I know retail is like anything else - in the sense that you can study it and know, precisely, how much of a given product you can sell on a given day - but nonetheless, I always find it slightly astounding. 

 

Such a random set of variables - or are they? The mind boggles...

 

Ok, after about 2 seconds of thought, I'm ready to claim that the capitalist mind control machine is REAL - and it's compelling us to buy rotisserie chickens on a set schedule so that Costco can establish a world government. 

 

Wake up sheeple!!!!

 

Look forward for more on my youtube channel. 😀

Honestly I’d be ok with a Costco rotisserie chicken government. 

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17 hours ago, golfandfishing said:

I have a rotisserie chicken related question. Around Easter time the farms near us sell baby chickens, roadside signs say $5 per baby chicken, I am guessing they are no more than a week old and have probably had some sort of inoculations. A rotisserie chicken in the store has been given the same inoculation at hatching, plus food, shelter, care and I’m guessing more Rx for 6 months or so, then sold to someone who processed it, then sold to a wholesaler, then sold to a retailer who then prepares it, packages it and sells it for ……..$5.  How are these two chickens the same price?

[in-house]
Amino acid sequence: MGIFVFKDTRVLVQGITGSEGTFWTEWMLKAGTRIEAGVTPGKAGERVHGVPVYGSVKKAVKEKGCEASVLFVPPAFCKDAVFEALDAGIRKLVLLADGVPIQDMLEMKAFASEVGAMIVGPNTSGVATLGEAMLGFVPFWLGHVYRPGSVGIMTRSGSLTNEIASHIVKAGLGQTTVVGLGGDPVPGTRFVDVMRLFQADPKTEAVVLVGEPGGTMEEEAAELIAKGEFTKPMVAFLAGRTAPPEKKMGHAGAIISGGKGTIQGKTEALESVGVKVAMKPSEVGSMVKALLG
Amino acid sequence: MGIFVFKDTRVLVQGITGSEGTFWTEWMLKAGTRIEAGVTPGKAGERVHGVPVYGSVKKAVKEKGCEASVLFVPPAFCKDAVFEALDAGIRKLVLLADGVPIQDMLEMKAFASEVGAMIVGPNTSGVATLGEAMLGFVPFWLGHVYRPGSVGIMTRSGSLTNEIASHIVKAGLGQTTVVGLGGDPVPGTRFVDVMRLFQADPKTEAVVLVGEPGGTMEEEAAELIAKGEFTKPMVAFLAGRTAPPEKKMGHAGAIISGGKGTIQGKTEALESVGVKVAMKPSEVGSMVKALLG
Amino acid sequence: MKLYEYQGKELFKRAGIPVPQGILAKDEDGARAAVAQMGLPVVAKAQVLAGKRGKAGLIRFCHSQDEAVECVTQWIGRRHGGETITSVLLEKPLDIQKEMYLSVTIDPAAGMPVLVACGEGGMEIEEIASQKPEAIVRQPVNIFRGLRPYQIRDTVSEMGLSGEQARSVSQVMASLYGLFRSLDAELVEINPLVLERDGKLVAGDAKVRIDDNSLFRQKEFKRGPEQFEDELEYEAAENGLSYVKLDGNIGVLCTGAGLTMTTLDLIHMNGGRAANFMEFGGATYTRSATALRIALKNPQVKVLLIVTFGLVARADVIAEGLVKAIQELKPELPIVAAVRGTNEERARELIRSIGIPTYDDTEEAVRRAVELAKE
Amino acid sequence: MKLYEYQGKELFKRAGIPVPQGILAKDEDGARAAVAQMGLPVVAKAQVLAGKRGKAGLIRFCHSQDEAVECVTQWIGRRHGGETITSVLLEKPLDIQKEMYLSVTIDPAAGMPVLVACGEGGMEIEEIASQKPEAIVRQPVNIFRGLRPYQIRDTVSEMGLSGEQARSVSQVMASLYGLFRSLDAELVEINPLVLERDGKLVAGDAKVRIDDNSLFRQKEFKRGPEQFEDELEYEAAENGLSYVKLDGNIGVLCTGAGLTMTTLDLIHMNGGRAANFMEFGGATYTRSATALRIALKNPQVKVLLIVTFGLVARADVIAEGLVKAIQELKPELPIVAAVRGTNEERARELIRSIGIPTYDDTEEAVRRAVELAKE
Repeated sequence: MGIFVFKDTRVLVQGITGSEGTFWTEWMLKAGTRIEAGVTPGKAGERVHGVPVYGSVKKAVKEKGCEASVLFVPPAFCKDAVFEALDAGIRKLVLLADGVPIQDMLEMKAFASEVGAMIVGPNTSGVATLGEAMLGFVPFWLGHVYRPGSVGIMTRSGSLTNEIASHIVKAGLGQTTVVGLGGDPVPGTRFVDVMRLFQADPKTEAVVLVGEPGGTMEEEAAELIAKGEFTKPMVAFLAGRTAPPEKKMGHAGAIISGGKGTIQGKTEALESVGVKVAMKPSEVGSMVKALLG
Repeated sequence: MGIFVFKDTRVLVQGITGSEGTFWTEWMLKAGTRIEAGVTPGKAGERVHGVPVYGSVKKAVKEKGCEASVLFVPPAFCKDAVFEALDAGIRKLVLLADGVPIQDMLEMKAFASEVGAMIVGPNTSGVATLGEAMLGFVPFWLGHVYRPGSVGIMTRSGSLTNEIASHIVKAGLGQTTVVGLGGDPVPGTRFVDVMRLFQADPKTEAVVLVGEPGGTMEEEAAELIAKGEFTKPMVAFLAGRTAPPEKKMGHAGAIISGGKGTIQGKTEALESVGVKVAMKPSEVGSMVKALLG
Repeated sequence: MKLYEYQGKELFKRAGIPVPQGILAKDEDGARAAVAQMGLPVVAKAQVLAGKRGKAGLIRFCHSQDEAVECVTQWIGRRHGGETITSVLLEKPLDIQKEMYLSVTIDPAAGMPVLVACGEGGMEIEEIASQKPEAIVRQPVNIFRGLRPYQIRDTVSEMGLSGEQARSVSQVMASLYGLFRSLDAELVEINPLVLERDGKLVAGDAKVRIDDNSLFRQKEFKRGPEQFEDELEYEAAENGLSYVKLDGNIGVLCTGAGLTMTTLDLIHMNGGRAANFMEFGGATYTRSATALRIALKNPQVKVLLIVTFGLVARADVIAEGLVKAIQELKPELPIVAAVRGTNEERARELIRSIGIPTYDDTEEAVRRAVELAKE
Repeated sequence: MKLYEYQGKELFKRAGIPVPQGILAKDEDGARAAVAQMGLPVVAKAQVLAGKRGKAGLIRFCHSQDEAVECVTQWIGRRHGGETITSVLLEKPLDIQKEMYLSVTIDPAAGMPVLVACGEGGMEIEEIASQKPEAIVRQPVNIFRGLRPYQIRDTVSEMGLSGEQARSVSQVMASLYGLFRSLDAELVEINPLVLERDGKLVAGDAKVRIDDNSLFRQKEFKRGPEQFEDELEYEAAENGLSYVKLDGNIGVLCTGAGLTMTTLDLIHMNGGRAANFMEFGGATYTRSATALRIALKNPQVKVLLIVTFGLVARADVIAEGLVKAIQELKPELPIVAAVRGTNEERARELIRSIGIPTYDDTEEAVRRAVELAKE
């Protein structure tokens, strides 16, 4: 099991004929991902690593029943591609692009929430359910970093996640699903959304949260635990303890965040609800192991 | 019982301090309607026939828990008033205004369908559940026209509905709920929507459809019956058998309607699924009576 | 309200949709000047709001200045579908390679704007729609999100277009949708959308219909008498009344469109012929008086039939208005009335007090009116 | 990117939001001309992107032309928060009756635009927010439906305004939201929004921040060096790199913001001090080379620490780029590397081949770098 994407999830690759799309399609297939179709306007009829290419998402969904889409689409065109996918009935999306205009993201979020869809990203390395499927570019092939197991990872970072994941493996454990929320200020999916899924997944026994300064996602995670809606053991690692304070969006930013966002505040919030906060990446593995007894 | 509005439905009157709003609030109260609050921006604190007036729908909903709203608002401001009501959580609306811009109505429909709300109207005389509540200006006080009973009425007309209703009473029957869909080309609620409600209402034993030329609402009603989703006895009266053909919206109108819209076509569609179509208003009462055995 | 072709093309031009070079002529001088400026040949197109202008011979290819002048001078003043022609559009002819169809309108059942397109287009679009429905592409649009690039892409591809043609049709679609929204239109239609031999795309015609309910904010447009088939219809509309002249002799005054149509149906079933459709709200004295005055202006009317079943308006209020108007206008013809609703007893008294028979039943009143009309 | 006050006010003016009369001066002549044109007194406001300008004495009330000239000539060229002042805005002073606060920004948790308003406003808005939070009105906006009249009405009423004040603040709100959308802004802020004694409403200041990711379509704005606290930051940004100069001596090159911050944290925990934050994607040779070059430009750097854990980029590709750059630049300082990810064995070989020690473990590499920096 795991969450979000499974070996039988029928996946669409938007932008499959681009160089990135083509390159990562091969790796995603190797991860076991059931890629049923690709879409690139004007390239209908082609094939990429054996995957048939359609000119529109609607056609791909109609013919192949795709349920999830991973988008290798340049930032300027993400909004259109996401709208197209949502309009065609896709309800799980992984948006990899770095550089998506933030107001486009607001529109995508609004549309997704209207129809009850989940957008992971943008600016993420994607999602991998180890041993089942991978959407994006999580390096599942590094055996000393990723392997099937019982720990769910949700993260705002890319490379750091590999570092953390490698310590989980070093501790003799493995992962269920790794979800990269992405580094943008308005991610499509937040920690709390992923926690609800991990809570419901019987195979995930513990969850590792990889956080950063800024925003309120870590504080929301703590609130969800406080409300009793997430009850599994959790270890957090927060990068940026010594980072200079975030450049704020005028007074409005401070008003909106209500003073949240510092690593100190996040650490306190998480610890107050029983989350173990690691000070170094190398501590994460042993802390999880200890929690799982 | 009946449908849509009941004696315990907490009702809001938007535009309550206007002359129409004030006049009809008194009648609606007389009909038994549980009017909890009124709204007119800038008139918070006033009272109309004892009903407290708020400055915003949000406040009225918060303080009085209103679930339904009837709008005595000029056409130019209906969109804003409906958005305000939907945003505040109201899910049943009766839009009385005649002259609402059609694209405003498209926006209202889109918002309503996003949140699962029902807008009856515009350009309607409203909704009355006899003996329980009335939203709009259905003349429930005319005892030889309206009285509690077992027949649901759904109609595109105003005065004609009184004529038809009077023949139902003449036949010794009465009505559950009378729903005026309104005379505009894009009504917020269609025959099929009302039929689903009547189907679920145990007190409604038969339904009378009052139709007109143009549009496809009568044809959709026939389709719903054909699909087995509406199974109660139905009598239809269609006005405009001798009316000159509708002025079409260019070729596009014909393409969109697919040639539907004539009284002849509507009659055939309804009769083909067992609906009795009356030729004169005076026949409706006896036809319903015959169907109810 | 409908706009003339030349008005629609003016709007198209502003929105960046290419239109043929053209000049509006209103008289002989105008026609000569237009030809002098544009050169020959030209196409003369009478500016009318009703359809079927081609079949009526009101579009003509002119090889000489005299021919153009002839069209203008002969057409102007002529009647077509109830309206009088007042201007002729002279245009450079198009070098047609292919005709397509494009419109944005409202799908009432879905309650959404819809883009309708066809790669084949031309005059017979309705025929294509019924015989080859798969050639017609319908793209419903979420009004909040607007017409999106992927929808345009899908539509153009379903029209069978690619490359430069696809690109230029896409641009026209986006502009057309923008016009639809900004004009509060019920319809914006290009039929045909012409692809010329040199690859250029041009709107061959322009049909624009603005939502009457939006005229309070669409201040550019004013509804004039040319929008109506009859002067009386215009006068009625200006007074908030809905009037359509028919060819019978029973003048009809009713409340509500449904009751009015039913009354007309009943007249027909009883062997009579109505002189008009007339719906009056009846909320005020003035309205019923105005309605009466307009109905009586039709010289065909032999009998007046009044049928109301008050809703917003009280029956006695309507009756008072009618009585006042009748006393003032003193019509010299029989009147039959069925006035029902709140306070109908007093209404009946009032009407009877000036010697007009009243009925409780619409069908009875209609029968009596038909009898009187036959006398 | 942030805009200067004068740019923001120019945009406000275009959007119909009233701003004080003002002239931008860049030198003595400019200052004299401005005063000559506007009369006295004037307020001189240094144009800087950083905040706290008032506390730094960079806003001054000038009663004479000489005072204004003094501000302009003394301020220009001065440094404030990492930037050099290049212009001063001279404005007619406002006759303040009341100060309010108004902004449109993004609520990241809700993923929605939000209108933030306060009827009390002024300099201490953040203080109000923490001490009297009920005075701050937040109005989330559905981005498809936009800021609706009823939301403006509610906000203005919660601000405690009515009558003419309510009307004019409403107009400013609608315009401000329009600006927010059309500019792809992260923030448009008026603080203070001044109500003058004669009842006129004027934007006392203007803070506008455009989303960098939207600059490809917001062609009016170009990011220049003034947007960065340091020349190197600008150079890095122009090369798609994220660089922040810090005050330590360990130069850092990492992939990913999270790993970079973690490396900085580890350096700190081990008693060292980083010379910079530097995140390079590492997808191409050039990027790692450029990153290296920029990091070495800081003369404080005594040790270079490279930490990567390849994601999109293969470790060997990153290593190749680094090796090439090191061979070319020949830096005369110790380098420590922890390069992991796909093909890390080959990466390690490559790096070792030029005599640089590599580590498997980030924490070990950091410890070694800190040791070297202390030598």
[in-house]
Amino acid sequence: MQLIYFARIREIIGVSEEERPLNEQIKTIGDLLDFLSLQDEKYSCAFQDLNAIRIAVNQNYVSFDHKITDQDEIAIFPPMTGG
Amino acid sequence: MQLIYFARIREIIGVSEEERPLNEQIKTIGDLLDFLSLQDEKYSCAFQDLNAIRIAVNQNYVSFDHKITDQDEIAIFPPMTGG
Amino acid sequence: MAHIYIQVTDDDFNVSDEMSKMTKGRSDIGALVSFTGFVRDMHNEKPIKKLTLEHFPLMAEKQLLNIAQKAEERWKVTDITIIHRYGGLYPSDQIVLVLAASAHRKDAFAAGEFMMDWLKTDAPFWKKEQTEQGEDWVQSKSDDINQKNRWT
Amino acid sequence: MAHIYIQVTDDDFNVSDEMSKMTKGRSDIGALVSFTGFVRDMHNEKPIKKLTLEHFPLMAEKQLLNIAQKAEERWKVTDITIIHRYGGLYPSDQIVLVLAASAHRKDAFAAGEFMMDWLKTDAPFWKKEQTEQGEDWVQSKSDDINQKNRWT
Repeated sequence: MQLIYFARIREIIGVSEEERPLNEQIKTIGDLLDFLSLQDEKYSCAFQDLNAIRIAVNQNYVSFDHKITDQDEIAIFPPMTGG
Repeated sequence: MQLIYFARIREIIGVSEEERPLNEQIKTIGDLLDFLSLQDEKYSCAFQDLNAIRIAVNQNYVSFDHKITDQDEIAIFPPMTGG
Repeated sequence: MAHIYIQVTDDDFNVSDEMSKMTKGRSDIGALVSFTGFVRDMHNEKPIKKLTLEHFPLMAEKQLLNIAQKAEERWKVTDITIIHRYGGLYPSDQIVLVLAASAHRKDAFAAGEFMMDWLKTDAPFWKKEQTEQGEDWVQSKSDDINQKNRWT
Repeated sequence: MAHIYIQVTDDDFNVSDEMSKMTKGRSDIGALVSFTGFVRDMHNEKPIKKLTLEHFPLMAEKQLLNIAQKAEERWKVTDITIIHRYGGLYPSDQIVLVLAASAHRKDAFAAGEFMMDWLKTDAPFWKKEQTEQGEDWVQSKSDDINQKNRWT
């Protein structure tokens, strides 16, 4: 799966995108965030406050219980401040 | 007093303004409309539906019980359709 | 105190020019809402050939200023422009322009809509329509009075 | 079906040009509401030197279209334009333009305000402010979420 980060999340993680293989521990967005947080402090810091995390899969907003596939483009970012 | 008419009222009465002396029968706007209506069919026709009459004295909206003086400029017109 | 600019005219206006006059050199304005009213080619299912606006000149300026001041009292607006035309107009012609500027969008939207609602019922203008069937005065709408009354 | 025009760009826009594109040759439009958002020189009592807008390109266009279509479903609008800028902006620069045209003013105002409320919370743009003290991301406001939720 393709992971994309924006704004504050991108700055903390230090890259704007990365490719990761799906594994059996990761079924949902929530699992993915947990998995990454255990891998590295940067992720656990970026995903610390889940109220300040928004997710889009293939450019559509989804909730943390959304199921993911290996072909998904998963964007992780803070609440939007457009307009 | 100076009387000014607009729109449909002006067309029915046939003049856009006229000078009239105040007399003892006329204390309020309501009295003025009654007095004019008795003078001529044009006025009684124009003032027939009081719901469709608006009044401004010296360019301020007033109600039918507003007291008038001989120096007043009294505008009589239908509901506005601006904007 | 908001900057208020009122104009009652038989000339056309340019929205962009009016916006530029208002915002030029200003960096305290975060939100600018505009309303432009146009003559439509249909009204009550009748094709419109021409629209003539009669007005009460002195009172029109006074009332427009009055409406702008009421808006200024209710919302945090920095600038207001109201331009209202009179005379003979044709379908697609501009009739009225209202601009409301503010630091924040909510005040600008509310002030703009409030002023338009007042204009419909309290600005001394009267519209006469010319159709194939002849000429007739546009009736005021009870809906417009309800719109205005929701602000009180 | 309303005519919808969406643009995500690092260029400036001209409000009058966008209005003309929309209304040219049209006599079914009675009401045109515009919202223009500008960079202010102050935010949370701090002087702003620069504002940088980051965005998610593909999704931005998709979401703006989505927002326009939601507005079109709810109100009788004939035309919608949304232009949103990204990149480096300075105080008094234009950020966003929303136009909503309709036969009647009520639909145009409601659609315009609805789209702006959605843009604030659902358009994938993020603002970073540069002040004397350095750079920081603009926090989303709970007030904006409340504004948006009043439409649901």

Costco's chickens are a loss leader. They allegedly lose $30-40 million a YEAR to keep the chickens at that price

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15 hours ago, rooski said:

 

Costco's chickens are a loss leader. They allegedly lose $30-40 million a YEAR to keep the chickens at that price

Not sure I buy that reported loss. Leftover cooked chickens get their meat striped and put into pot pies and pasta dishes. The carcass is used to make gravy for the pot pie. 

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20 hours ago, noodle3872 said:

Not sure I buy that reported loss. Leftover cooked chickens get their meat striped and put into pot pies and pasta dishes. The carcass is used to make gravy for the pot pie. 

 

 

While the number seems high, you've got to factor in the associated costs.  It isn't just the birds.  Its' the packaging, labor, machines, power, dedicated square-footage etc.  

 

Food cost is never just the product itself.